We drove up and down the appointed street, but it showed no promise of an eatery whatsoever. Eventually, however, we parked at a largish office block which had the correct street number, and doubtfully asked at the reception where the restaurant was, if there was one at all.
The lady at the desk looked puzzled at first, but then kindly informed us that we should go around the corner of the building and enter somewhere through a set of French doors and then we would probably find the “cafeteria”. That did not sound too good. We wandered around, entered some doors and eventually found at the end of an increasingly lonesome corridor, an abandoned kitchen and no food.
We were informed by the one person still in attendance that it had closed down the day before. We left and decided to try for another one of those interesting places on our list. Needless to say, we could not find it either, and when we asked around, we were informed once more that it had closed down recently. It seemed that we formed a lethal danger to small eating places; they died as soon as we had any kind of vague intention of going there!
When in doubt, go to Café Allegro, is our motto. No more fooling around with places in their death-throws: we were going to a secure place that would be certain to be alive and kicking. Seeing the funny side of it all, we laughed all the way there.
Café Allegro is a lovely little corner coffee shop in Sam Levy’s Village. It has a nice menu that offers sufficient choice for a breakfast or a nice lunch. There are lovely salads, nice sandwiches, as well as meat, fish and pasta dishes.
Our waiter, Para — short for Paradzai — was most kind and helpful, and we certainly were in need of some cosseting after the rather depressing start to our lunch exploits. Having lost quite a bit of time, we needed to make some phone calls but had no money on the phone. Para immediately offered to run to a nearby purveyor of Buddie prepaid cards, and soon we were telephonically mobile again.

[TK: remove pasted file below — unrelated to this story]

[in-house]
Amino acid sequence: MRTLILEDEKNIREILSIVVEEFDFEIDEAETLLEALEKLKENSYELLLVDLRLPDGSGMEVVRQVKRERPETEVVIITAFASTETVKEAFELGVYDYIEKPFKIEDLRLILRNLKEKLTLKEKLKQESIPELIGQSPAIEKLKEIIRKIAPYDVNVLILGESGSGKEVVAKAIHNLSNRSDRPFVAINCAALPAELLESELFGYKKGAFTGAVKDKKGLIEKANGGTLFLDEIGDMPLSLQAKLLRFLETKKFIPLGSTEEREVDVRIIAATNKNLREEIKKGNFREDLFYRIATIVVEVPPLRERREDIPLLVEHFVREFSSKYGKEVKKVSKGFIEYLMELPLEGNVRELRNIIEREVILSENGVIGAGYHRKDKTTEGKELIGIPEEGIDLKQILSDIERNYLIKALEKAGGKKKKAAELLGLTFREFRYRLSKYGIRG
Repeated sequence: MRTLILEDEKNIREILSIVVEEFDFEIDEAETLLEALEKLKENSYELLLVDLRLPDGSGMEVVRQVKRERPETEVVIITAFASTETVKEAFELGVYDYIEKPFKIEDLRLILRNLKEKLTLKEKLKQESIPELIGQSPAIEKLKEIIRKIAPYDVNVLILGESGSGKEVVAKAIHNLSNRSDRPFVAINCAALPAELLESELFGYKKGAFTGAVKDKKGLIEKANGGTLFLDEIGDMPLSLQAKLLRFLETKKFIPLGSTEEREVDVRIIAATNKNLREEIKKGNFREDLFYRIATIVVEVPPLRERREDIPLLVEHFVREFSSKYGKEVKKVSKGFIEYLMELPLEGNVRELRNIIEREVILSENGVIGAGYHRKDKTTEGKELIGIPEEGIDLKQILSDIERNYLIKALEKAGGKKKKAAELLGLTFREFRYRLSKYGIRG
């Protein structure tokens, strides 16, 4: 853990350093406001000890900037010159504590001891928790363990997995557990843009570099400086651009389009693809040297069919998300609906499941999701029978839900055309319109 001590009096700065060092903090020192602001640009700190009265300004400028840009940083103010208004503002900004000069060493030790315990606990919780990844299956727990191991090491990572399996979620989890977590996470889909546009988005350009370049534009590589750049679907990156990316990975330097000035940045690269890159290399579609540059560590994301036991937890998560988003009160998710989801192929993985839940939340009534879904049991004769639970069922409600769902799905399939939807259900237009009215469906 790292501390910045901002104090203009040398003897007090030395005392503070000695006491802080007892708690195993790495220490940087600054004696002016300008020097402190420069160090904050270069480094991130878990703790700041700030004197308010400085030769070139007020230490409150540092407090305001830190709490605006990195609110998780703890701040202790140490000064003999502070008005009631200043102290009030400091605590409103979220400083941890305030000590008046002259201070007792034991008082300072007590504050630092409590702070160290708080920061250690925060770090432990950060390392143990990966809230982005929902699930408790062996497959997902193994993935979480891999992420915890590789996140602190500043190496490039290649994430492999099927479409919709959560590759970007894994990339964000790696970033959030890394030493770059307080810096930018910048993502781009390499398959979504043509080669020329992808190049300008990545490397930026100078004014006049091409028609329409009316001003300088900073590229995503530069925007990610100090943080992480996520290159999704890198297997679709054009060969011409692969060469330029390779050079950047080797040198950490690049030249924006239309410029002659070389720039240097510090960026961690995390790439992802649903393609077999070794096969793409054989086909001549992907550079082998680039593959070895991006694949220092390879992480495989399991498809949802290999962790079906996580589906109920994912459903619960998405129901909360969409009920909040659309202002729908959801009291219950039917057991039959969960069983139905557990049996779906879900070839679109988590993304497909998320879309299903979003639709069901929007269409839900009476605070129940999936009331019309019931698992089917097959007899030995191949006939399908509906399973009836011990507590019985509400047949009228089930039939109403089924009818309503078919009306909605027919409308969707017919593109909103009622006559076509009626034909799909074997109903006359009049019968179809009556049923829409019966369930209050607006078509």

Before his kind buddy run, Para had already provided us with some tall frosted glasses of fruit-juice, which went down a treat after our unsuccessful quest for eateries.
We studied the menu. Feeling quite hungry, I opted for the toasted sandwich with fillet of beef, while my wife went for the fish and chips. These were brought soon. The fish was pleasantly fried and with some squeezed lemon juice it tasted really good. Our chips were lovely and crisp, and the toasted beef sandwich had a rich filling of tomato, onions and a very tasty, creamy and rich sauce.
At last we were able to sit back and relax in the knowledge we would not quite yet starve to death. We took in the surroundings, commented favourably, or otherwise, on the people passing by — who doesn’t succumb to that wicked practice? We chatted and laughed, all the while thoroughly enjoying our plates of most welcome food.
Para was always ready to see to our every wish, bringing some more napkins as eating a sandwich is always something of a messy affair —of course I did not manage to keep the sauce from dripping all over the place; or bringing another drink; or any other little necessity. When we had finished our meal, I felt that I could cope with just that little bit of cake. I went inside, looked at the cakes on offer, and from the chocolate, carrot, lemon meringue and coffee cake, I chose the last.
The coffee cake was brought with our usual cappuccino for my wife and a double espresso for me. It was just the right finish to our meal.
Expect to spend US$10 to US$15 per head
19 Sam Levy’s Village, Borrowdale.